Mother and son writing in a book

Your child’s vision

Good vision is important for children’s development, education and social interaction. Children who have a vision problem may lose interest in their work and may have difficulties taking part in activities. This can affect their confidence. We invite parents to take a close interest in their children’s vision, to enable them to fully engage with education and fun activities and realise their potential.

Keep up with your child’s regular eye tests

It is important to have your child’s vision checked at the age of 4-5 years. In most areas of the UK, a vision screening programme tests reception-class children at schools. In addition, NHS sight tests by local optometrists are free for children and young people under the age of 16 years. You may also look out for signs of a possible eye problem, for example headaches or eye-strain, poor hand-eye coordination, problems reading, or sitting too close to the TV. The first sight test at age 4-5 years is especially important, so that any vision defects can be treated before the part of the brain in charge of vision loses its ability to develop high-resolution vision.

Ensure children’s eye safety

Protect younger children’s eyes by ensuring that toys are age-appropriate and do not have sharp points or edges. In older children and young people make sure that they wear protective goggles as recommended for their favourite sport, for example squash or lacrosse.

Ask extended family members about their eye health

Eye diseases can be passed on from parents to their children. It is useful to know whether any member of your extended family may have a serious eye condition. Tell your child’s eyecare specialist about any vision problems you are aware of, especially if there is a history of childhood eye problems such as a squint or lazy eye.

Manage screen time for children

Extensive use of tablets and smartphones can cause dryness of the eyes, eye strain, blurry vision, focusing issues, and headaches. Children and young people may stare at screens intensively and not blink as much while using devices. This means that the tear film on the eye surface can dry out, leading to dryness. Also, n increasing number of children develop short-sightedness at a young age, and their prescription tends to increase year-on-year. This seems to be linked with children spending more time on near work, including tablets and smartphones.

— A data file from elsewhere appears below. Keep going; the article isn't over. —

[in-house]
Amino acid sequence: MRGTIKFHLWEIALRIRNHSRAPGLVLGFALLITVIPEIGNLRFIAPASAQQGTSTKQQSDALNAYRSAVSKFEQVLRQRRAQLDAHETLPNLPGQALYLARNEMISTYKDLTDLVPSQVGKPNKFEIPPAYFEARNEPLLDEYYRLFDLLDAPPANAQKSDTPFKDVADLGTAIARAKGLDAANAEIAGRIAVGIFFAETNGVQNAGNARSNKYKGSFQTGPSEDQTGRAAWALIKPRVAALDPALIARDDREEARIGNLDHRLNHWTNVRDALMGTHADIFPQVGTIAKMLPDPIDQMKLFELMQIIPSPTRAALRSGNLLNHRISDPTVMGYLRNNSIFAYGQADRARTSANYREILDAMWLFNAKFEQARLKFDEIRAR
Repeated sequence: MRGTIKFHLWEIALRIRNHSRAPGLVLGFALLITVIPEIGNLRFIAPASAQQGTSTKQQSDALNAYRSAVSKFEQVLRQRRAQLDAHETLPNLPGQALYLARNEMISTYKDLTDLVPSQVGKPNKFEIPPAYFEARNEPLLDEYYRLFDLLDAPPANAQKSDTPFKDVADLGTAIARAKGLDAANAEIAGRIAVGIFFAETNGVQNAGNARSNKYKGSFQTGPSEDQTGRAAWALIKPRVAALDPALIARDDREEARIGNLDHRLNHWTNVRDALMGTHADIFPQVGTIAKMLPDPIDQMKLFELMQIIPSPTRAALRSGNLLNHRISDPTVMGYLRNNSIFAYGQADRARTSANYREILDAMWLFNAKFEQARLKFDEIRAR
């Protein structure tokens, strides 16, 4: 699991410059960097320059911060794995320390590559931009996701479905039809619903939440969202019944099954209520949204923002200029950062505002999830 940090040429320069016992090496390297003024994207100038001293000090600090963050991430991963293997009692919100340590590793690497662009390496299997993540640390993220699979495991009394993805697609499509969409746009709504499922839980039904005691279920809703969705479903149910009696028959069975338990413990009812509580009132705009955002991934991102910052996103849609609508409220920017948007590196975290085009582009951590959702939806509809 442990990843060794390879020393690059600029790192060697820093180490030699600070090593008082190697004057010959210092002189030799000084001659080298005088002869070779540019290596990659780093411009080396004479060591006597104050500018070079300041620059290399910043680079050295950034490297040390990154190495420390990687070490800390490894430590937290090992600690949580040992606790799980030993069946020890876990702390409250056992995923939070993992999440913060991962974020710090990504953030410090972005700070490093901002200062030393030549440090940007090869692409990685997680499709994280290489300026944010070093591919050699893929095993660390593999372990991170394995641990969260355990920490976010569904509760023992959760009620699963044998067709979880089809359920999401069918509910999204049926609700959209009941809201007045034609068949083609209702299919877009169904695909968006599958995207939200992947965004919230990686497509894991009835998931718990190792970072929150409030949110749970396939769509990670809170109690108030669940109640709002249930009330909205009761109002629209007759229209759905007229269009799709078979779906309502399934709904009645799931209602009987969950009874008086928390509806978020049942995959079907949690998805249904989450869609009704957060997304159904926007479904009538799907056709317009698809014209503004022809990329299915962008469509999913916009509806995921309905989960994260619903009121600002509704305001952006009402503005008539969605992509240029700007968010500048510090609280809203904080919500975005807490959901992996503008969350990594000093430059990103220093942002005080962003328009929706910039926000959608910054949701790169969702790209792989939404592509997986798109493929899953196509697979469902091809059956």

Whilst there are no firm recommendations about limiting screen time, it is a good idea to ask your child to give their eyes a rest for 30 seconds after every 20-30 minutes of near work, including using screens. Giving the eyes a rest means to look in the far distance, or to go outdoors for a while.

Increase kids outdoor time to lower myopia risk

Studies in China suggest that the onset of short-sightedness in children can be delayed by spending more time outdoors, ideally 1-2 hours a day. According to Dr Annegret Dahlmann-Noor, Consultant Ophthalmologist at Moorfields Private Eye Hospital in London, lack of natural light is one factor in myopia development. Many children have less opportunity to run around outside and are less exposed to sunshine, and because of that seem to have a higher risk of developing myopia.

Improve your children’s diet to support their eyesight

Dr Dahlmann-Noor says diet is also an area where parents can support their child’s eye health. Omega-3 essential fatty acids, and vitamins A, C and E and nutrients in foods like in oily fish, avocados and green leafy vegetables have anti-inflammatory properties and support the health of the tissues in the eyelids as well as the front and back of the eyes.

Consult experts in children’s eye care

At Moorfields Private, our paediatric ophthalmologists offer appointments for common eye problems affecting children, including myopia (short-sightedness), amblyopia (weaker vision in one eye; “lazy eye”), strabismus/squint (misalignment of the eyes), watery eye from birth (blocked tear duct), and eye surface inflammation (lid inflammation/blepharitis and allergic eye disease).

Dahlmann Noor, Annegret

Written in association with

Dr Annegret Dahlmann-Noor

Consultant Ophthalmologist

Contact the new patient team

Call our new patient team

Lines are open Monday to Friday, 8am to 6pm excluding bank holidays for general enquiries or to book an appointment.

0800 328 3421

Complete our webform

Send us your enquiry and we will get back to you as soon as possible, usually within one working day

Complete our webform

Further information